Tourism is one of the principal resourses of Eloro District, as it emerges from the positive development trend in the last decade, also thanks to the improving activities financed by Eloro GAL and LEADER II. From the baroque city of Noto, recently made UNESCO world heritage site, and Vindicari’s and Cavagrande del Cassibile’s nature reserves, to the extraordinary eastern coast of Portopalo and Pachino, with the island of Capo Passero’s nature reserve, and the archaeological areas of remarkable historical interest, Eloro District boasts a priceless cultural, environmental and artistic world heritage.
The Tourist Section, complementary to the Territory Section (a guide to the sites of Eloro District), is an operating support at tourists’ disposal for the organization of their stay and touring.
Tourist activities and services have definitely improved in the last 10 years. In particular, non hotel facilities have almost tripled, also thanks to the LEADER II programme who financed three of them.
Similarly, entrepreneurship has steadily increased and improved tourist services while the cooperation policies of territorial bodies have brought new life and energy to the sector. All this has also been possible thanks to the positive effects left by LEADER II and LEADER PLUS Programmes.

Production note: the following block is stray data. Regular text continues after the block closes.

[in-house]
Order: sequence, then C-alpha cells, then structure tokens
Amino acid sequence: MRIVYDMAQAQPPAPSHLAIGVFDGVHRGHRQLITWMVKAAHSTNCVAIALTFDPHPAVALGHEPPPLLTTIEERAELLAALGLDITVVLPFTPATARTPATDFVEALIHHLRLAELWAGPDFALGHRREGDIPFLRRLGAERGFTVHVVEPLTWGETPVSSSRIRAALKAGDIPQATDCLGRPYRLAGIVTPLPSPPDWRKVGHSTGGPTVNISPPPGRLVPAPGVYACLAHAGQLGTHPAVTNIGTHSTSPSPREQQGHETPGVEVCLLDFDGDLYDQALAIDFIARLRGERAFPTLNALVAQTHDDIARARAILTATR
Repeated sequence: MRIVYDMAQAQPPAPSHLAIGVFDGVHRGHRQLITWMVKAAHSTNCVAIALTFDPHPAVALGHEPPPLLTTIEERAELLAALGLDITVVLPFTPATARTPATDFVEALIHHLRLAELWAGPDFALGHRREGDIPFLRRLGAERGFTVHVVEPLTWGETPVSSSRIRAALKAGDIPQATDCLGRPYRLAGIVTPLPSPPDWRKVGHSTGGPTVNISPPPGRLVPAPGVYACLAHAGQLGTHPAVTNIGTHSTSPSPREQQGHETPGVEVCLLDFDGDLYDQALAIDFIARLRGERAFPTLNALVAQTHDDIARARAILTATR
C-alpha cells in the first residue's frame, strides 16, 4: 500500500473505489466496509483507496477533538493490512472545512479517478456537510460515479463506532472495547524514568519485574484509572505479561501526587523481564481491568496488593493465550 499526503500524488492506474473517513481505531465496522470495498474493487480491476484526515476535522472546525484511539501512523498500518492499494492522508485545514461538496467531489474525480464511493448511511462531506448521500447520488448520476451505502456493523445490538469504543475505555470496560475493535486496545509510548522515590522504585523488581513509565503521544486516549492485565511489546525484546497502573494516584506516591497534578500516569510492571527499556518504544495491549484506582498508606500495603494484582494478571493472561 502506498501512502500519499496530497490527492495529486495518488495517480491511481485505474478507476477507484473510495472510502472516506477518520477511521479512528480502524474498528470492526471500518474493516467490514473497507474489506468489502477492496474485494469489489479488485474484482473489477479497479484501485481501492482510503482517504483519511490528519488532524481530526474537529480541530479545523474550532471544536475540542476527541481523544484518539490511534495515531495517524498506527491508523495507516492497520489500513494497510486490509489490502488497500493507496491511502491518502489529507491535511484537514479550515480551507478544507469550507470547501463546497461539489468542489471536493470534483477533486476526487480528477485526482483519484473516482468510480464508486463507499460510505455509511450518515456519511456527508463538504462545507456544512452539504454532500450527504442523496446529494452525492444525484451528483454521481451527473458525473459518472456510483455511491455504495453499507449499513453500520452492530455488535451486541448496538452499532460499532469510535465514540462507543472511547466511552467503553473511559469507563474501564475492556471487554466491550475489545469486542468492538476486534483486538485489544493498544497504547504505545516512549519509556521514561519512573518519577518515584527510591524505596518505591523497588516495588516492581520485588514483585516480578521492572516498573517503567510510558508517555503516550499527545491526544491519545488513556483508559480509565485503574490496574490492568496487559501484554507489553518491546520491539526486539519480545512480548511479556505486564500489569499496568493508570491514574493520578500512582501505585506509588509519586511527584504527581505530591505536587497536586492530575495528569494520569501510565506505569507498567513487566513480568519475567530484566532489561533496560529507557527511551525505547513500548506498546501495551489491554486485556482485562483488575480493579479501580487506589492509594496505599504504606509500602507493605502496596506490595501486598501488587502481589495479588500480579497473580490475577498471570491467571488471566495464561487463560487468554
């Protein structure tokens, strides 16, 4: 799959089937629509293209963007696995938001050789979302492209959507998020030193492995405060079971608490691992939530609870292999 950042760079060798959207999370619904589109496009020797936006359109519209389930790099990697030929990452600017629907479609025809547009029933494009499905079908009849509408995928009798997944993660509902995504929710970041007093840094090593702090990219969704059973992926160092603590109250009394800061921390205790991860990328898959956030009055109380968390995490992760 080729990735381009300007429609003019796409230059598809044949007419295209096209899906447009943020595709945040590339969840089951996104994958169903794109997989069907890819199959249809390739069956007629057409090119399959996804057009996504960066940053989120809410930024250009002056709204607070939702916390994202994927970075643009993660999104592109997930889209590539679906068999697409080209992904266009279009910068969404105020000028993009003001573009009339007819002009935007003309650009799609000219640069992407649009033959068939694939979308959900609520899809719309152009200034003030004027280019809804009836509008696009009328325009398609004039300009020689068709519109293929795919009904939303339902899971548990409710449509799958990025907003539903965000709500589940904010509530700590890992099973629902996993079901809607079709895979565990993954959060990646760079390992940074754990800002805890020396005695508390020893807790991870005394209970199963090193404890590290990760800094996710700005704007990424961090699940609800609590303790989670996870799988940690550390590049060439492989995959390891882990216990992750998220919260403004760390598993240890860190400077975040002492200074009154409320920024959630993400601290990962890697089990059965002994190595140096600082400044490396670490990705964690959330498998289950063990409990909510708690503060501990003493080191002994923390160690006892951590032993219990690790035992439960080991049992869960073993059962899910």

Alongside the tourist offer connected to natural, archaeological and historical resources, food and wine offer is gaining importance.
Since Dionigi’s times, the delicacy of Syracuse’s cuisine was renowned all over ancient Greece, as Miteco from Syracuse (IV century b.C.) emphasizes in his “Sicilian Cook”, the first scientific treatise on gastronomy and waiting service art in the human history.
In fact, the local cuisine is particularly rich and varied thanks to the variety of agricultural and dairy products the territory offers and it is characterized by tasty and healthy traditional dishes. Along the Ionic coast, sea dishes prevail, especially those based on tuna, dolphin fish and octopus.
Some enterprises, particularly in Marzamemi, have started fish processing and managed to obtain excellent typical products linked to the local Mediterranean tradition (bottarga, tunnina, musciame).
Tuna locally processed is hooked in the Ionian and Mediterranean seas, which increases the high quality of its meat and its unique taste. From tuna they get a wide range of products: the fine bottarga, ventresca (the softest and finest part of tuna), tarantello (the beefiest part), Filetto and Buzzonaglia (the darkest part of tuna produced in tiny pieces). Into the inland, we can find valuable cheese varieties, and also salami and sausages made from selected pork meat. Val di Noto’s Rotisserie is famous for its unfailing arancini and the typical scacce, stuffed with various appetizing fillings.